(WASHINGTON) — Forty-two years after his selfless act of heroism during the Vietnam war saved the lives of his fellow soldiers, Army Specialist Leslie H. Sabo, Jr. will posthumously receive the Medal of Honor at a White House ceremony on Wednesday.
President Obama will present the nation’s highest decoration for valor to Sabo’s widow, Rose Mary Brown, and brother, George Sabo.
The then 22-year-old Sabo died on May 10, 1970 as his patrol was ambushed near a remote border area of Cambodia. The attack by North Vietnamese troops killed seven of Sabo’s fellow soldiers from the 101st Airborne Division and would come to be known as the “Mother’s Day ambush.”
A White House statement announcing Sabo’s receipt of the Medal of Honor in April described how Sabo gave his life that day to silence the enemy fire.
According to the release, Sabo charged enemy positions and killed several North Vietnamese fighters while drawing fire away from his unit.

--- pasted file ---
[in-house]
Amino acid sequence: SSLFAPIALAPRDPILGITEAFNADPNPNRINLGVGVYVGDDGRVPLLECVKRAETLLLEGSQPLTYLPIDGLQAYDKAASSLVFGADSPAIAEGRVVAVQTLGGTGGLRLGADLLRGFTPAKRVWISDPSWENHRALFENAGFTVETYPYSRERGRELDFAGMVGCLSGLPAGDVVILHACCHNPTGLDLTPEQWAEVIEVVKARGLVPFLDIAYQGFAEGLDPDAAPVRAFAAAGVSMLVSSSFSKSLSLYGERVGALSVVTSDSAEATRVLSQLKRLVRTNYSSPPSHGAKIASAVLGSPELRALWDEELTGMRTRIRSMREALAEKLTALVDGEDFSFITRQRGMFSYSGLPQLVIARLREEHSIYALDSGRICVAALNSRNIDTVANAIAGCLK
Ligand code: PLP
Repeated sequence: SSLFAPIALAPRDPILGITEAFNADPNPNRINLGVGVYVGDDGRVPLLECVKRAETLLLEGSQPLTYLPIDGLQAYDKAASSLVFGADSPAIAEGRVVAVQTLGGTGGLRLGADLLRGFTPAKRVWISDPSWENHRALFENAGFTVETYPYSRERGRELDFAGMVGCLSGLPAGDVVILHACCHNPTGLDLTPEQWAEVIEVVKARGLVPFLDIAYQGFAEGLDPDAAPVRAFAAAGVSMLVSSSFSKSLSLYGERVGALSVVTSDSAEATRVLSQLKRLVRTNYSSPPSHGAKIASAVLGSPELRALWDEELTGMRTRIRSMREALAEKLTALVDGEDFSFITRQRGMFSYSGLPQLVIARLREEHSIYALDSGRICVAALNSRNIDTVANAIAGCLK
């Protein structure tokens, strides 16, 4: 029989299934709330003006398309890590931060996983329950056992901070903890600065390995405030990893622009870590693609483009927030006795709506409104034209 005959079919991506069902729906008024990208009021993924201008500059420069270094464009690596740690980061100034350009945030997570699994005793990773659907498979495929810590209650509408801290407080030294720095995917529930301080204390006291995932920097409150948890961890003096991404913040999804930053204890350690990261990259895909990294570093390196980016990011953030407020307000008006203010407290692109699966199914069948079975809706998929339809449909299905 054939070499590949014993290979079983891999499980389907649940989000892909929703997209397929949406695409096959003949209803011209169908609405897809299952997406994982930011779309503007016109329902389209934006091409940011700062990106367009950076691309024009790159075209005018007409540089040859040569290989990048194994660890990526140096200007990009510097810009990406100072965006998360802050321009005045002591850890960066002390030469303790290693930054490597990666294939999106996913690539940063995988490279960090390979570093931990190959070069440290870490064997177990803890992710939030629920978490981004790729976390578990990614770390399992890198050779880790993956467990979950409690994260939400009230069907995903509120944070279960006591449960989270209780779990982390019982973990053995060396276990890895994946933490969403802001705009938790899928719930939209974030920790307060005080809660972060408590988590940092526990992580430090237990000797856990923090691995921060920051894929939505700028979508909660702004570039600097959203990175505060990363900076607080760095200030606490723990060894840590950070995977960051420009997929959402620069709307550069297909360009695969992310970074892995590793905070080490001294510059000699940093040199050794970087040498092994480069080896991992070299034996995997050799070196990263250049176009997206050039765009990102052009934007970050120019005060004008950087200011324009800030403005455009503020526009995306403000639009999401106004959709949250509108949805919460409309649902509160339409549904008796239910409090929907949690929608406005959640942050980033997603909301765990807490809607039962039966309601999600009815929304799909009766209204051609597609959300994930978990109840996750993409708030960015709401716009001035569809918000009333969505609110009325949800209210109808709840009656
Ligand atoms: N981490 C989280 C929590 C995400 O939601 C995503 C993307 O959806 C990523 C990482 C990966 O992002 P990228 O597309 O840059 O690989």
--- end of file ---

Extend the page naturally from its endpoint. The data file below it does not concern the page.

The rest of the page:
Later, Sabo used his body to shield a wounded soldier from the blast of a tossed grenade. Wounded by automatic weapons fire, he crawled towards an enemy bunker and dropped a grenade that “silenced the enemy fire, but also ended Specialist Sabo’s life.”
The statement said Sabo’s “indomitable courage and complete disregard for his own safety saved the lives of many of his platoon members.”
Sabo’s commanders nominated him for the Medal of Honor, but the request may not have been properly processed and was subsequently lost.
A campaign to correct the oversight began in 1999 when Tony Mabb, a researcher for the 101st Airborne Division Association’s magazine, came across a thick file of Sabo’s paperwork in the National Archives.
Mabb contacted members of Congress who worked to extend the statute of limitations for nominations for the Medal of Honor so Sabo’s case could be reviewed. Nominations for the Medal have to be made within three years after the incident.
Copyright 2012 ABC News Radio
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